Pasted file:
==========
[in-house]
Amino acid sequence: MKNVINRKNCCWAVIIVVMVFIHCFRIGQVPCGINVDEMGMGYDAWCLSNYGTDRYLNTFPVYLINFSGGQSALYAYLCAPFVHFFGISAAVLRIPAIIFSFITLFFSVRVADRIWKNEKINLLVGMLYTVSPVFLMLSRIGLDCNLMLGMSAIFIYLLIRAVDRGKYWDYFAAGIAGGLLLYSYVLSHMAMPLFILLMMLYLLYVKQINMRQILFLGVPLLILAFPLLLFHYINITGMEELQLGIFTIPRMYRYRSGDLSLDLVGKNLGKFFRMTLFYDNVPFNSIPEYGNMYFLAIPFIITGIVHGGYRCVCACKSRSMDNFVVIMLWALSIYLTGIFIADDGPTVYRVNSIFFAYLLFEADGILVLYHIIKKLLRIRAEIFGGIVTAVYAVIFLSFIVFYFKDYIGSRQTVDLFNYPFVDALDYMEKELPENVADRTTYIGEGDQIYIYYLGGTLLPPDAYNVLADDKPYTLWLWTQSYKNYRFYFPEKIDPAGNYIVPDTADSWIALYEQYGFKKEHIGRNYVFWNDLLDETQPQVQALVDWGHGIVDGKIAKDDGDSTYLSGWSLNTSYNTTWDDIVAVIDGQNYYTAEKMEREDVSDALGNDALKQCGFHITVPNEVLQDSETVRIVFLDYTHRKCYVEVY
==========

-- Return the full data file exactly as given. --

[in-house]
Amino acid sequence: MKNVINRKNCCWAVIIVVMVFIHCFRIGQVPCGINVDEMGMGYDAWCLSNYGTDRYLNTFPVYLINFSGGQSALYAYLCAPFVHFFGISAAVLRIPAIIFSFITLFFSVRVADRIWKNEKINLLVGMLYTVSPVFLMLSRIGLDCNLMLGMSAIFIYLLIRAVDRGKYWDYFAAGIAGGLLLYSYVLSHMAMPLFILLMMLYLLYVKQINMRQILFLGVPLLILAFPLLLFHYINITGMEELQLGIFTIPRMYRYRSGDLSLDLVGKNLGKFFRMTLFYDNVPFNSIPEYGNMYFLAIPFIITGIVHGGYRCVCACKSRSMDNFVVIMLWALSIYLTGIFIADDGPTVYRVNSIFFAYLLFEADGILVLYHIIKKLLRIRAEIFGGIVTAVYAVIFLSFIVFYFKDYIGSRQTVDLFNYPFVDALDYMEKELPENVADRTTYIGEGDQIYIYYLGGTLLPPDAYNVLADDKPYTLWLWTQSYKNYRFYFPEKIDPAGNYIVPDTADSWIALYEQYGFKKEHIGRNYVFWNDLLDETQPQVQALVDWGHGIVDGKIAKDDGDSTYLSGWSLNTSYNTTWDDIVAVIDGQNYYTAEKMEREDVSDALGNDALKQCGFHITVPNEVLQDSETVRIVFLDYTHRKCYVEVY